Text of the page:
Mukhriz Defamed by Tunku Abdul Aziz?


A recent article in the opposition financed online portal Free Malaysia Today suggests that Dr. Mahathir Mohammad and his anointed successor and hopeful contender for the office of Prime Minister of Malaysia were defamed by Tunku Abdul Aziz the former DAP president.

Whilst it is abundantly clear there is a great deal of pain, angst and gnashing of teeth in and amongst the DAP for having lost their only reputable candidate, an internationally recognized and respected diplomat in Tunku Abdul Aziz, it does not logically follow that Tunku Abdul Aziz’s criticisms of an over ambitious untested candidate from a tainted political dynasty amounts to defamation.

Let us test the facts of this allegation in the context of the law, the feeble opaque definitions of defamation in Malaysian law against the ‘offending’ article by the Tunku.

Putting aside for a moment the Tunku’s former allegiance to the DAP which is altogether an unrelated issue, let us also check the facts against the backdrop of a chequered Mahathir legacy and how it has infected the Mahathir name. We can at least then conduct a broader, fairer, and clearer analysis of that ‘storm in the tea cup’ of desperation, the the Mahathirs drink out of now.


Whether or not Tunku Abdul Aziz’s article on Mukhriz Mahathir was made in bad faith ( a matter of fact and not law to be proved) is irrelevant at this stage to Mukhriz’s claims to having been defamed. The ‘offending article’ by Tunku Abdul Aziz contains statements made validly and in a form universally accepted in the context of political discussion, comment and debate.

There is common law precedent within the commonwealth (Australia) and the United Kingdom which is persuasive on the subject of valid defences available to a charge of defamation on the basis of a constitutional defence of “free speech”.

This defence is recognised especially in the context of political broadcasts, political debate and political discussion published in the media. The law in Malaysia on defamation is in its infancy. It is not fully developed which disadvantages litigants and leaves them at the mercy of uninformed judges and over ambitious lawyers ready to argue cases for the sake of personal glory.

However Malaysian law describes defamation, bear in mind this is a creature of English law and not a product of the vague and confused interpretations given it by lawyers in a far flung former colony like Malaysia. Malaysian courts would do well to inform themselves of the development of the laws of defamation especially where it concerns publication of material relating to political commentary and discussion. To date it appears the Malaysian legal profession and its judiciary operate in a very dark vacuum where the subject matter is concerned.

“The publication of any false imputation concerning a person, or a member of his family, whether living or dead, by which (a) the reputation of that person is likely to be injured or (b) he is likely to be injured in his profession or trade or (c) other persons are likely to be induced to shun, avoid, ridicule or despise him.”

This is a brief but concise definition of what defamation is really about.


In the threat to sue for defamation over the Tunku’s article, two matters arise immediately for consideration.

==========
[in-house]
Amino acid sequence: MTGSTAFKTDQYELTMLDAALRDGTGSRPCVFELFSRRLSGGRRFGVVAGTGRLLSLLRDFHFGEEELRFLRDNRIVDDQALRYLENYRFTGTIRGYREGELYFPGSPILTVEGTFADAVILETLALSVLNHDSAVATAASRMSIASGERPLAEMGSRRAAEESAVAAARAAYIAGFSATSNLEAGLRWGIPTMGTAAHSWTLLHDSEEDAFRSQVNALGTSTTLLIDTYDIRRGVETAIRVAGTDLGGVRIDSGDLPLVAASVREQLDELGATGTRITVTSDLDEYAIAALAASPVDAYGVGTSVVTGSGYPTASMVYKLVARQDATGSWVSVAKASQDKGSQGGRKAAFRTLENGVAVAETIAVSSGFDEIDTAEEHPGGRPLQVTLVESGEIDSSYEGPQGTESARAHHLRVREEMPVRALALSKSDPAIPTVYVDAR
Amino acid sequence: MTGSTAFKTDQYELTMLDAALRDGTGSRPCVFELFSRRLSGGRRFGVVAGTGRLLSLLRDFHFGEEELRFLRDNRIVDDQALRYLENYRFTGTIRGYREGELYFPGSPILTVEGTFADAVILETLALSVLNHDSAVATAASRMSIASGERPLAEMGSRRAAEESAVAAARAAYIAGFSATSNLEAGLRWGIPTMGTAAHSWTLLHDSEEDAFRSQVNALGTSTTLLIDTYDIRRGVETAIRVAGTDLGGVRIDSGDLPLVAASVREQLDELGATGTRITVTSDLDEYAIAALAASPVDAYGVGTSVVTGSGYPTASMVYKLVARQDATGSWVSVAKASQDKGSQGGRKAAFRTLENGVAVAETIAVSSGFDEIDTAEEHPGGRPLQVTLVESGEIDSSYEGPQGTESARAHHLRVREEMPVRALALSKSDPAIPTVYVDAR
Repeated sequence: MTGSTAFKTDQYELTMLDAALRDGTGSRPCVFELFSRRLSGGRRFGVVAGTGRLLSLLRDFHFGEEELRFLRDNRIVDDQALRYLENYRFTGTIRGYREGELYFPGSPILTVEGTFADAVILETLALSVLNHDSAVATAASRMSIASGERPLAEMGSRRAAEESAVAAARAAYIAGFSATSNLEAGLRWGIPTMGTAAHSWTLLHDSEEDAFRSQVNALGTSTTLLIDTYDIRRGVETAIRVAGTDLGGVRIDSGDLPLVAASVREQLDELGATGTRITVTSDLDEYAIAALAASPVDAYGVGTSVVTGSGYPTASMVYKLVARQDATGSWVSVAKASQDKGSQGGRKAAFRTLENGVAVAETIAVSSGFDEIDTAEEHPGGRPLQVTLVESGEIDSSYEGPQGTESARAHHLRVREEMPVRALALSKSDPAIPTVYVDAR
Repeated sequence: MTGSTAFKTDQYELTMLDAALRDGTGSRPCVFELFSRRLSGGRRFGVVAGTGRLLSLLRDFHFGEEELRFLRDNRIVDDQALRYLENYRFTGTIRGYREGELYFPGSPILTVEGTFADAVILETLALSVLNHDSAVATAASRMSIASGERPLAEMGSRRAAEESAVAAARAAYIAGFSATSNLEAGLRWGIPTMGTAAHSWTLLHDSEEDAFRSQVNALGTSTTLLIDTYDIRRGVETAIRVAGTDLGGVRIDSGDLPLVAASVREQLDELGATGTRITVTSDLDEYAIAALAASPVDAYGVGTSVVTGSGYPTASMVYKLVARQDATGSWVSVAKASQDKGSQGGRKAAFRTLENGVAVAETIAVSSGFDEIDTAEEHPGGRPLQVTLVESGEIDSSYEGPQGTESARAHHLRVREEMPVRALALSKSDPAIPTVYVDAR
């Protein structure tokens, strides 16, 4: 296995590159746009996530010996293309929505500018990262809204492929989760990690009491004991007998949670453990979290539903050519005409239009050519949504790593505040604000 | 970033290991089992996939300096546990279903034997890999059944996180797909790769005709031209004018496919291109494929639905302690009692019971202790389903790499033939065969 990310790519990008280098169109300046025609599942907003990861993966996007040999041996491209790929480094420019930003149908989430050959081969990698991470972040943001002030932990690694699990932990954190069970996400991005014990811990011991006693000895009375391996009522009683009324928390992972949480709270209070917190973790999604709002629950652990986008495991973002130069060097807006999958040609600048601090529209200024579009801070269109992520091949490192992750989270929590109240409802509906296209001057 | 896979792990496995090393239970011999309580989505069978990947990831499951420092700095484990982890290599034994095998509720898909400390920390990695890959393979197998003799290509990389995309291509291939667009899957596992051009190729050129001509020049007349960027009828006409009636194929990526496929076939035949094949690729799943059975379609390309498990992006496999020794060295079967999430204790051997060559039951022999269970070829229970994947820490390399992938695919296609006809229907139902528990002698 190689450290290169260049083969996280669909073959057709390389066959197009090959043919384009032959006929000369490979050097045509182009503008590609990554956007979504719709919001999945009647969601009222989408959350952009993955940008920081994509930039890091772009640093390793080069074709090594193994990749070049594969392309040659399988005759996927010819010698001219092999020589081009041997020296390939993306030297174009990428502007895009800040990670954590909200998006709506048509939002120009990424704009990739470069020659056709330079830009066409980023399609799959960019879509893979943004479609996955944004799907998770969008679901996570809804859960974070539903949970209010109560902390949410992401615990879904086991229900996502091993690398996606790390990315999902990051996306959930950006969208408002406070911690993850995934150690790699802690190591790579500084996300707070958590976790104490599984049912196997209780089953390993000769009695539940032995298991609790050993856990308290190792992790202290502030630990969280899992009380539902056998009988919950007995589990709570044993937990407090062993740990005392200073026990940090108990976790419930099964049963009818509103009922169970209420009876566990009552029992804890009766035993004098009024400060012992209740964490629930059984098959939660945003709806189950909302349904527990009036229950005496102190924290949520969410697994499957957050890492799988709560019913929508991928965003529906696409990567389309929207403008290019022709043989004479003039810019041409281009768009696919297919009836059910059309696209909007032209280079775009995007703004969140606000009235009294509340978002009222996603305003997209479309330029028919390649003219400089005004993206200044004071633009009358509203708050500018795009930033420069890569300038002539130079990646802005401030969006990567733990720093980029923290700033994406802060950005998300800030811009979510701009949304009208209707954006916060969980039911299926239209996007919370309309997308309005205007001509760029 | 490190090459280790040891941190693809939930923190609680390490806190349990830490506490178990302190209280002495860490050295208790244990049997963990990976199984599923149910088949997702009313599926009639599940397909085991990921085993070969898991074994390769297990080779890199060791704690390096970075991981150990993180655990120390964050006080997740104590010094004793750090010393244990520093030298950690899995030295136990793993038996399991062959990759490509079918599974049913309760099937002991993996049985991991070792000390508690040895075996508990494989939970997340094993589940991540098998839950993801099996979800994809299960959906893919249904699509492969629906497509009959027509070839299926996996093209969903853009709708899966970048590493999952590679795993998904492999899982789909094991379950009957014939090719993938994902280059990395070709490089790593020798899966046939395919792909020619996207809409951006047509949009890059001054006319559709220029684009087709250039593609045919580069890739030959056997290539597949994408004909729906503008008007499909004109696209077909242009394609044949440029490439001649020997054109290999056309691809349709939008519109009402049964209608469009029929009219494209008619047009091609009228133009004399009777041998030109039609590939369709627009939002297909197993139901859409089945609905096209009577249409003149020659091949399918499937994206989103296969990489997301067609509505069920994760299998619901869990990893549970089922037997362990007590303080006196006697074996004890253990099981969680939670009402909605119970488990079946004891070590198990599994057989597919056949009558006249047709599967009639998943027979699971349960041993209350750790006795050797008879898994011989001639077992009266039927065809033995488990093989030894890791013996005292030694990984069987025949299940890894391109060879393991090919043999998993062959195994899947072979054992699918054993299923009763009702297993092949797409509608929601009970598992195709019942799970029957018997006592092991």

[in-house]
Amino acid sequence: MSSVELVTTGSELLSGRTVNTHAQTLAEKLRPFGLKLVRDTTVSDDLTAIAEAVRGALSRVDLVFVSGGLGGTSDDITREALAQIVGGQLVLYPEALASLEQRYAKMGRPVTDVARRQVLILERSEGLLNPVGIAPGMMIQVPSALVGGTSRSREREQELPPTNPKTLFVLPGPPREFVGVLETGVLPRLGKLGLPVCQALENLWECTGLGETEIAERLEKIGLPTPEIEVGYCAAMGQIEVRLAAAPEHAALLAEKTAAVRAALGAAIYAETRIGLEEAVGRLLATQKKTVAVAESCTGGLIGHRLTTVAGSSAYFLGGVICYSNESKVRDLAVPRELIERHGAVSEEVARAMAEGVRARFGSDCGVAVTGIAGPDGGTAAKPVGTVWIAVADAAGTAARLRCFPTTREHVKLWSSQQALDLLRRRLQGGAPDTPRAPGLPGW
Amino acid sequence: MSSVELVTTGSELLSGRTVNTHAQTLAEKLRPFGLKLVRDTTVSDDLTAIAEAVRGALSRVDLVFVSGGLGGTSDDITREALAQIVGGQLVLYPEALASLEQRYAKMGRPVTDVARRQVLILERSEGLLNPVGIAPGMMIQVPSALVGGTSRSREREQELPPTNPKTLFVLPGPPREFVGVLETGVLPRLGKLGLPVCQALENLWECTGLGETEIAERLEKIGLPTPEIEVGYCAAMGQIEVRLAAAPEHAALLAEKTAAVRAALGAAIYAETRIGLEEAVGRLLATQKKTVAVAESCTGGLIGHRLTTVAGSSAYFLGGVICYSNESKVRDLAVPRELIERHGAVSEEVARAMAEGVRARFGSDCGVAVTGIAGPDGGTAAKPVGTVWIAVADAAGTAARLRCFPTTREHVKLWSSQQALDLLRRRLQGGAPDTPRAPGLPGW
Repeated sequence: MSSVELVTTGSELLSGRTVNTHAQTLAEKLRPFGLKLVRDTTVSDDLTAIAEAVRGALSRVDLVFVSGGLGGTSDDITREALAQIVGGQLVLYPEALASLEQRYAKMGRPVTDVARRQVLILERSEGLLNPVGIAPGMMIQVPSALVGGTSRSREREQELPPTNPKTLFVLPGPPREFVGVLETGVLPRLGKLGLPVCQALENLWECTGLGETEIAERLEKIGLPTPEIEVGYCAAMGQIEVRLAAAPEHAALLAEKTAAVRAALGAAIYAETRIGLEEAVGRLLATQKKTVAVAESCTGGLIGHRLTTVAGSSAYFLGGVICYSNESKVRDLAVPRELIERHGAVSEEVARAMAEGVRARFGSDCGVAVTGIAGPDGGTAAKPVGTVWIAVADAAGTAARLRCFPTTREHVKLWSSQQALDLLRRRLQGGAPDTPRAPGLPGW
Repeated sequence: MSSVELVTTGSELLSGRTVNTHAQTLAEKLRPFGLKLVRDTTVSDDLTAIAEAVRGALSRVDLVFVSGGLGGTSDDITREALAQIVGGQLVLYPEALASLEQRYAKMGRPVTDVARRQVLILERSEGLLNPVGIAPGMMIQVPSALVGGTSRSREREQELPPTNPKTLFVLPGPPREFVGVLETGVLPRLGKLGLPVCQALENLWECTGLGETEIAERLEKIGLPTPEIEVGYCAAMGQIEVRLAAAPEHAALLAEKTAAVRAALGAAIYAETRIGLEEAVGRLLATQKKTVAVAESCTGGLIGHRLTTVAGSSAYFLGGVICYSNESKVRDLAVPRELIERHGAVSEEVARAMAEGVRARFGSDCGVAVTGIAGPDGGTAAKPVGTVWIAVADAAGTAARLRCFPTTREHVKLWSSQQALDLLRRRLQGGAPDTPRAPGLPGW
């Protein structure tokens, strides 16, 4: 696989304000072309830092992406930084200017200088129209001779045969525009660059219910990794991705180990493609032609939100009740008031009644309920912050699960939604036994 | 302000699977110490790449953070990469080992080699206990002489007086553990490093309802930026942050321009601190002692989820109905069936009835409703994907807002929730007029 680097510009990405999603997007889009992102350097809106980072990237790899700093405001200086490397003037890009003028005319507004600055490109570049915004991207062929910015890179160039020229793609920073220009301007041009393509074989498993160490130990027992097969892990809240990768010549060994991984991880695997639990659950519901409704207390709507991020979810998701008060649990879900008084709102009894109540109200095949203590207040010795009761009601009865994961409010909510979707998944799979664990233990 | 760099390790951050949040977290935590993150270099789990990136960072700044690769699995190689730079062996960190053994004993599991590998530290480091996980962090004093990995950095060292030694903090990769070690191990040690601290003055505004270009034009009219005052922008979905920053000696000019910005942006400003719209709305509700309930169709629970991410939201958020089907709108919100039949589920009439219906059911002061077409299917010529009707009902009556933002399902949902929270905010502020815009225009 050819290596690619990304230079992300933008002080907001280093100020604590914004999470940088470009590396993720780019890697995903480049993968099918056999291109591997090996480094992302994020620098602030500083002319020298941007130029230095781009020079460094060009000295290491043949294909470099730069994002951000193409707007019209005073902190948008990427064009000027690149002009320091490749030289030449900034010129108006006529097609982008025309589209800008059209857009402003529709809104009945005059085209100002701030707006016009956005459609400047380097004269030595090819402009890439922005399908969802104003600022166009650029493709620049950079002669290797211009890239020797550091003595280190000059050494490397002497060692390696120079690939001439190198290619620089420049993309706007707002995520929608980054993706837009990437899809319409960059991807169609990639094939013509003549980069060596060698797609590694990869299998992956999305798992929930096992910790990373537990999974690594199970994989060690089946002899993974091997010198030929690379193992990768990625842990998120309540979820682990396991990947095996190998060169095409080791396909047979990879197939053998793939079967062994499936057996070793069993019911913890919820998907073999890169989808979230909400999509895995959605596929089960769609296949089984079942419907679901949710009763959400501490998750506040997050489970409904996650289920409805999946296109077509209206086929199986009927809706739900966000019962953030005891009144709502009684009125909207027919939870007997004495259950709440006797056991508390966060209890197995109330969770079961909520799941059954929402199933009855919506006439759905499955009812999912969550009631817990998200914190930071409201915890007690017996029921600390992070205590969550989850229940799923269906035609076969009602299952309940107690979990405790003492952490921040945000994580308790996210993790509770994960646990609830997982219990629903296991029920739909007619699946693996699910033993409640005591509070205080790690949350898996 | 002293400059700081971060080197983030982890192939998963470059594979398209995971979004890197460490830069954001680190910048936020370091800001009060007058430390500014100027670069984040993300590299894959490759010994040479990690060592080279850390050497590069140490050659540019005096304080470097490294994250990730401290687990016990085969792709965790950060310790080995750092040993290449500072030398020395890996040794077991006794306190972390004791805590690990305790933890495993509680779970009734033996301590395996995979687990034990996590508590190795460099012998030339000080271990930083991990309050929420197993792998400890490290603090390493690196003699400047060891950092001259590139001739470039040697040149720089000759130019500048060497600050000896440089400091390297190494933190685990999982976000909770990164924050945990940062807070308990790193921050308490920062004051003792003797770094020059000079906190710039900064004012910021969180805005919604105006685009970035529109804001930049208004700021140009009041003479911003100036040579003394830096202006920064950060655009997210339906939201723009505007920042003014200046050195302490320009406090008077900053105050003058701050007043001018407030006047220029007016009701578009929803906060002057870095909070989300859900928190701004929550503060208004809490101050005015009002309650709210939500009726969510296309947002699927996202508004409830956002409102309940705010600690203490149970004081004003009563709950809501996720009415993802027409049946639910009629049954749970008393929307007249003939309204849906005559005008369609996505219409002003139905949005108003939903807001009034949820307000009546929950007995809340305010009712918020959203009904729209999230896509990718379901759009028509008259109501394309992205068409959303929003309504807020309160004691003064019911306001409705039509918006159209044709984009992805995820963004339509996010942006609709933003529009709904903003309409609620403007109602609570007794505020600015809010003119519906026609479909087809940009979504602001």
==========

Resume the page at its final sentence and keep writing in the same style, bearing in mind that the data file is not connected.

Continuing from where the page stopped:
The first being the capacity of Mukhriz’s lawyers to understand the law relating to defamation to the extent that they should have advised their client of the prospects of success (remote) against the more realistic futility and frivolity of the action he seeks to mount against Tunku Abdul Aziz. There are consequences for such failures.

On the second front is that vexed issue of a lawyers understanding and regard for their legal obligations under the Legal Professional Act. Along with this come their ethical obligations as lawyers acting for a client like Mukhriz.

It is a lawyer’s paramount professional and ethical obligation to advise their client at the outset of the futility (where it is obvious) of pursuing a course of action that is fraught with dangers such as losing and incurring pecuniary loss. Typically  lawyer after examining the basis and all of the facts alleged in the context of the law provides a memorandum of written advise to his clients about the prospects of success and the legitimacy of pursuing his causes.

From all the available information, this appears to be a fishing expedition and a distraction by the Mahathir camp which is more likely to backfire on each of Mukhriz and his father Tun Dr. Mahathir Mohammad for what a trial is likely to throw up in unintended consequences to them.

It is quite clear that there are collateral considerations at play here. Mukhriz’s lawyers either do not adequately understand the law relating to defamation or are oblivious to the inherent risks of pursuing the case or that they are acting out of self interest (maintenance and champerty). There is also the very real possibility that this matter is being pursued as a distraction for the Mahathirs other problems. Real problems


If Mukhriz is indeed claiming to be a man of “good fame and character” ( a matter to be tested in open court), the contrary can also be inferred in rebuttal from the loss of his position as Mentri Besar of Kedah and  of being ‘forced out’ of office there.

He was in fact by that result “shunned” in Kedah by his constituency before the Tunku wrote the piece in which the Tunku is alleged to have defamed Mukhriz. Nothing new in the form of adverse inferences from the Tunku’s article can therefore be assumed or drawn in this regard;  Nothing it may be said could have by the wildest stretch of the imagination defamed Mukhriz from the Tunku’s article either.

In fact it can safely be inferred from that result where he was forced to resign as Mentri Besar in Kedah, that Mukhriz’s constituents and colleagues don’t quite share that view he has of himself as a man of “good fame and character“.